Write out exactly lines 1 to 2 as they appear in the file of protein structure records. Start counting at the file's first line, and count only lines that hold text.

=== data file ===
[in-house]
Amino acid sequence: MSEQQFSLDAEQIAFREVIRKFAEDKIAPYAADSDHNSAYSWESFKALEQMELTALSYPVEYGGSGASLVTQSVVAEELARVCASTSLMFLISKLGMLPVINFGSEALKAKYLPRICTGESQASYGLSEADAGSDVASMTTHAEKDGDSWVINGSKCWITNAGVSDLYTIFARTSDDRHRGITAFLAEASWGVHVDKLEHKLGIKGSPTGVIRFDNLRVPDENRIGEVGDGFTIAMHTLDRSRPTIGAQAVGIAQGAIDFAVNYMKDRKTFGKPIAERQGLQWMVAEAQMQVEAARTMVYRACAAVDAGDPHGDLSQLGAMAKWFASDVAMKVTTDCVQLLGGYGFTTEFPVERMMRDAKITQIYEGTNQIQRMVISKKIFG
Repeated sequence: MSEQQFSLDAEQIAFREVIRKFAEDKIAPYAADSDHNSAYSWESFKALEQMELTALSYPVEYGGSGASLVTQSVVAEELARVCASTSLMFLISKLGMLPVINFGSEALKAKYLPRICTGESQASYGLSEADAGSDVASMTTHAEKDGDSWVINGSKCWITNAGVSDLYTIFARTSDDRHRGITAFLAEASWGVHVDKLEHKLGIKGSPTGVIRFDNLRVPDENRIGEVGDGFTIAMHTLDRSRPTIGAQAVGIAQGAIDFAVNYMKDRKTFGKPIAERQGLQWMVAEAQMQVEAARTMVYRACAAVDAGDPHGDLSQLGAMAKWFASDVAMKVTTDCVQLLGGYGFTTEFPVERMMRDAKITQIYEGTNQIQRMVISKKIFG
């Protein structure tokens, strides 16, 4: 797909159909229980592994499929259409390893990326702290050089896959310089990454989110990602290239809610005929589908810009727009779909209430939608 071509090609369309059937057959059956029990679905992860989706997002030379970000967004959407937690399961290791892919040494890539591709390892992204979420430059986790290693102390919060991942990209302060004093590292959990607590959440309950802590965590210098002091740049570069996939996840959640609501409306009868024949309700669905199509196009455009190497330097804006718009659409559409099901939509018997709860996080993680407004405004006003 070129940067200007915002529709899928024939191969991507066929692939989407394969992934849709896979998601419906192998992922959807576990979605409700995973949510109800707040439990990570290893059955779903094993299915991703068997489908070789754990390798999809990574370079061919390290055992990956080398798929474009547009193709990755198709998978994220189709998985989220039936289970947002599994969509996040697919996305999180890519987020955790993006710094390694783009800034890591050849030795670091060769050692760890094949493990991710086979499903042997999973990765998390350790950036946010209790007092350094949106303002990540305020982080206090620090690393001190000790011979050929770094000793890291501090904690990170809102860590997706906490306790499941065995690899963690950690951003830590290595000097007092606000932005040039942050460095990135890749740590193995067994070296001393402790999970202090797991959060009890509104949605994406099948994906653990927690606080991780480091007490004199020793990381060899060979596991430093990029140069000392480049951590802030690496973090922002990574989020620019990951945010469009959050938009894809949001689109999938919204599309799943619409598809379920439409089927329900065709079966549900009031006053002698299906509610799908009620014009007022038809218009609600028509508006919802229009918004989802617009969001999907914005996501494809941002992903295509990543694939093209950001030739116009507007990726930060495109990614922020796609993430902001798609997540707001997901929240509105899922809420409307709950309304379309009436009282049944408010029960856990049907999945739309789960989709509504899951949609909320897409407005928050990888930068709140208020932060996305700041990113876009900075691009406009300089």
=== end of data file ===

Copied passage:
[in-house]
Amino acid sequence: MSEQQFSLDAEQIAFREVIRKFAEDKIAPYAADSDHNSAYSWESFKALEQMELTALSYPVEYGGSGASLVTQSVVAEELARVCASTSLMFLISKLGMLPVINFGSEALKAKYLPRICTGESQASYGLSEADAGSDVASMTTHAEKDGDSWVINGSKCWITNAGVSDLYTIFARTSDDRHRGITAFLAEASWGVHVDKLEHKLGIKGSPTGVIRFDNLRVPDENRIGEVGDGFTIAMHTLDRSRPTIGAQAVGIAQGAIDFAVNYMKDRKTFGKPIAERQGLQWMVAEAQMQVEAARTMVYRACAAVDAGDPHGDLSQLGAMAKWFASDVAMKVTTDCVQLLGGYGFTTEFPVERMMRDAKITQIYEGTNQIQRMVISKKIFG